During 1962, an archaeological expedition of Buhen took place revealing a copper factory.[3] During the excavation an unknown ore was found and analyzed further using modern techniques. The ore was originally made up of malachite however has become atacamite mixed with gold.[3] With many factors going into a location being adequate for copper smelting, Buhen would have been an ideal location to produce small quantities of copper.[3]

An Egyptian device called, "Fire Dogs," were used to generally prepare food.[9] The exact usage of a fire dog is not known however, there is evidence that fire dogs involved fire and burning.[9] A large number of fire dogs were found a Buhen, this discovery has been associated with the potential generation of copper by using fire dogs.[9]

See also

Notes

D58O4
N35
O49
or
D58O4
N35
N25
b(w)hn[10][1]
in hieroglyphs
  1. ^ a b c Wallis Budge, E. A. (1920). An Egyptian hieroglyphic dictionary: with an index of English words, king list and geological list with indexes, list of hieroglyphic characters, coptic and semitic alphabets, etc. Vol II. John Murray. p. 980.
  2. ^ Randall-MacIver, David; Woolley, Sir Leonard (1911). Buhen. University Museum.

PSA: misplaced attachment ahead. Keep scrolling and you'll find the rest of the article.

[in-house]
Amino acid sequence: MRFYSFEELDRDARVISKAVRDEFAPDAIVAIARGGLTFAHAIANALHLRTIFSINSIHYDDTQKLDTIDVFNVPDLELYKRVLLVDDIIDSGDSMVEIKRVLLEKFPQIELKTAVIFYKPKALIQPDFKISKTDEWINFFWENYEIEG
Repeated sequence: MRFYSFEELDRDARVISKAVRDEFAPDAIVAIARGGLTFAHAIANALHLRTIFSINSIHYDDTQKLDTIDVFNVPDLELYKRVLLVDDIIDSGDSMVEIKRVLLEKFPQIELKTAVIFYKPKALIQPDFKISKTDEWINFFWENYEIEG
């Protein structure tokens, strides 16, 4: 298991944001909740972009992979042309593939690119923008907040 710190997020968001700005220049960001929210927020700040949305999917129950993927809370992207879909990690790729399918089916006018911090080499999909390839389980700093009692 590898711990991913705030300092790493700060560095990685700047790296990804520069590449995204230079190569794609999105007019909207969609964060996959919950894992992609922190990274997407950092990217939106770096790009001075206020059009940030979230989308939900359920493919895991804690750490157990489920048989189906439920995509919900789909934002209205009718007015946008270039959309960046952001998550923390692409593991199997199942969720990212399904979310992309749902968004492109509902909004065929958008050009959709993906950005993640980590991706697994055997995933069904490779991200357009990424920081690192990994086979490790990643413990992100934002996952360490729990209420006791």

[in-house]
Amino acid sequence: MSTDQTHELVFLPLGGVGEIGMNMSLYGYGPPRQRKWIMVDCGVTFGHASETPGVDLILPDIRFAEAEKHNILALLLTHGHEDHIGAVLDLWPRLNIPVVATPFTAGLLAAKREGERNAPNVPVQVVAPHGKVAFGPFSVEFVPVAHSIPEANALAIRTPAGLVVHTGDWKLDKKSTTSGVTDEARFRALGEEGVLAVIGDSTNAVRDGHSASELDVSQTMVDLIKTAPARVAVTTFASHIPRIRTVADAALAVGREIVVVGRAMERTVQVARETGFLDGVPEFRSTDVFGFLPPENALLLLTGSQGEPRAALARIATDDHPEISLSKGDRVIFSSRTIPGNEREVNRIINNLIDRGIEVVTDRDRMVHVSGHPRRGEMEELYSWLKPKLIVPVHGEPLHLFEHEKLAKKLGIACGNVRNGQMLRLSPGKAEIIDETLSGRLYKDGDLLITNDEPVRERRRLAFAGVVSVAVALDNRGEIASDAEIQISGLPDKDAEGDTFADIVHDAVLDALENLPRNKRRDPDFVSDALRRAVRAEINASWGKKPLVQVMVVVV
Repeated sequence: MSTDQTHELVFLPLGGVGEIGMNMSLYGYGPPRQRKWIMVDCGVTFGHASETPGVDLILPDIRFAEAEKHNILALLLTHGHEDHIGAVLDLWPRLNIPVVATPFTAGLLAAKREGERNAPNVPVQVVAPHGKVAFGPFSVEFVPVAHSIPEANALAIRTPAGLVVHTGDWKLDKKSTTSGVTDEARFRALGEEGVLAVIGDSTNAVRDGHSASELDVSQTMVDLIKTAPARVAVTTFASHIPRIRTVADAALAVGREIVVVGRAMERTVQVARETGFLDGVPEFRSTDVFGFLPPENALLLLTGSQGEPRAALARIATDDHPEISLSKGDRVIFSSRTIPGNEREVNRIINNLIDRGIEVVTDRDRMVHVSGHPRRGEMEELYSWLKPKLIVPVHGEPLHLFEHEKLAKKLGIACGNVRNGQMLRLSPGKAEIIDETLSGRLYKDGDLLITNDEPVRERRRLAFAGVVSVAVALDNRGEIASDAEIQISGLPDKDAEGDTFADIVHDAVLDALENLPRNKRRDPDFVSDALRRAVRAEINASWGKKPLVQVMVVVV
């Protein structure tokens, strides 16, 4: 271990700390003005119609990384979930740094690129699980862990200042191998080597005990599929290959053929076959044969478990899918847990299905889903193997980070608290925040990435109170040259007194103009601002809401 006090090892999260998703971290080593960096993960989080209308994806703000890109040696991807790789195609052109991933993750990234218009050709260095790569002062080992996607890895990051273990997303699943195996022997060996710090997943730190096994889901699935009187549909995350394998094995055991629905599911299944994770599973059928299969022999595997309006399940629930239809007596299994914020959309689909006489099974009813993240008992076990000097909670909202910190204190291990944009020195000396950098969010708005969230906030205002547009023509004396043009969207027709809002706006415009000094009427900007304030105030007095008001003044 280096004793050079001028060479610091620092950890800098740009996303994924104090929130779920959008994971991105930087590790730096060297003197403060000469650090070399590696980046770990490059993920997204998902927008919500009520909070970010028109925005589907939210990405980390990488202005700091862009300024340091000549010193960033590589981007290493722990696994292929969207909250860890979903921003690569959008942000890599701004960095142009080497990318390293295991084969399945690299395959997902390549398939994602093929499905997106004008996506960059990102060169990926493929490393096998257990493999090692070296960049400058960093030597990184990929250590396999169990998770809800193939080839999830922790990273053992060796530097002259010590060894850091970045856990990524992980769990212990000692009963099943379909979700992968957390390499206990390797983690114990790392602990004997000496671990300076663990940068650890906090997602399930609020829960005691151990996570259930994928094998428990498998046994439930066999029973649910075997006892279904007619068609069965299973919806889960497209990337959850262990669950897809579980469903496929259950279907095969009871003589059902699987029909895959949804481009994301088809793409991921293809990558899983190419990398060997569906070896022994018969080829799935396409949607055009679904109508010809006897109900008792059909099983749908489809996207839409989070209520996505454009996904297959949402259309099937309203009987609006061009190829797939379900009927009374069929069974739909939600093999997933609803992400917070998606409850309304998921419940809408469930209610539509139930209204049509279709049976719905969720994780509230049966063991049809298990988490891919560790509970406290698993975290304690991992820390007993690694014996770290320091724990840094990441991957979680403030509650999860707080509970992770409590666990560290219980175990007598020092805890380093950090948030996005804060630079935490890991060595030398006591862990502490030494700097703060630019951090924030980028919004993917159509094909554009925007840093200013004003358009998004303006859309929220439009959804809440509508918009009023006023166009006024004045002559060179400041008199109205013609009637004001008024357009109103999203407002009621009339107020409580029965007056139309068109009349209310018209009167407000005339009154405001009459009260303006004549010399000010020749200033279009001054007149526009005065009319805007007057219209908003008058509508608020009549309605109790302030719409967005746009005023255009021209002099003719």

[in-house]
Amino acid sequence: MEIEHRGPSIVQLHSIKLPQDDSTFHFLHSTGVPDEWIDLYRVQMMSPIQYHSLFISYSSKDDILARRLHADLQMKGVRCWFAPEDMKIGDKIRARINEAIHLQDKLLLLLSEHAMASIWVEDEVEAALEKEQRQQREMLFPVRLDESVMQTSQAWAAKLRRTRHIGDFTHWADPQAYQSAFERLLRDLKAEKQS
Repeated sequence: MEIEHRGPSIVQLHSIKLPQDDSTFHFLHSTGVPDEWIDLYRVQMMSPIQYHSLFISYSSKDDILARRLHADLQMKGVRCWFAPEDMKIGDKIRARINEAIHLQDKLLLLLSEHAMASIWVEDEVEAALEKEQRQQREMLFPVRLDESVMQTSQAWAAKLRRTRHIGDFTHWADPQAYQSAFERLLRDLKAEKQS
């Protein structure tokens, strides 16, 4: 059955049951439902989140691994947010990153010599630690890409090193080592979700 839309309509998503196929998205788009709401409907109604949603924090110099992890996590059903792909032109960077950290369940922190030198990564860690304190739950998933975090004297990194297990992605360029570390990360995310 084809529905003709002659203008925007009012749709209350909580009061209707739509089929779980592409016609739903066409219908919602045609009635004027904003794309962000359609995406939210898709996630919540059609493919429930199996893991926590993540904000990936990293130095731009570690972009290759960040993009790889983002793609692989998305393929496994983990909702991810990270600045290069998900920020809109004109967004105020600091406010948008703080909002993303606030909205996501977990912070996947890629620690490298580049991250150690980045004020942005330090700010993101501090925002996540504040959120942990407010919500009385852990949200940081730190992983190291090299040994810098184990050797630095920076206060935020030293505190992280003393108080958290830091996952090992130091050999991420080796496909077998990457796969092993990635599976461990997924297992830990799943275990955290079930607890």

3. ^ a b c d e Gayar, El Sayed El; Jones, M. P. (1989). "A Possible Source of Copper Ore Fragments Found at the Old Kingdom Town of Buhen". The Journal of Egyptian Archaeology. 75: 31. doi:10.2307/3821897. JSTOR 3821897.
  4. ^ Buhen University College London
  5. ^ Brian Yare, The Middle Kingdom Egyptian Fortresses in Nubia. 2001
  6. ^ Drower, Margaret 1970: Nubia, A Drowning Land, London, pp. 16-17
  7. ^ a b c Lewis, Leo Richard; Tenney, Charles R. (2010). The Compendium of Weapons, Armor & Castles. Nabu Press. p. 139. ISBN 1146066848.
  8. ^ a b Lawrence, A. W. (1965). "Ancient Egyptian Fortifications". The Journal of Egyptian Archaeology. 51: 69-94. doi:10.2307/3855621. ISSN 0307-5133.
  9. ^ a b c Budka, Julia; Doyen, Florence (2012). "LIFE IN NEW KINGDOM TOWNS IN UPPER NUBIA - NEW EVIDENCE FROM RECENT EXCAVATIONS ON SAI ISLAND". Ägypten und Levante / Egypt and the Levant. 22/23: 167-208. ISSN 1015-5104.
  10. ^ a b Gauthier, Henri (1925). Dictionnaire des Noms Géographiques Contenus dans les Textes Hiéroglyphiques Vol. 2. p. 26.

External links


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Buhen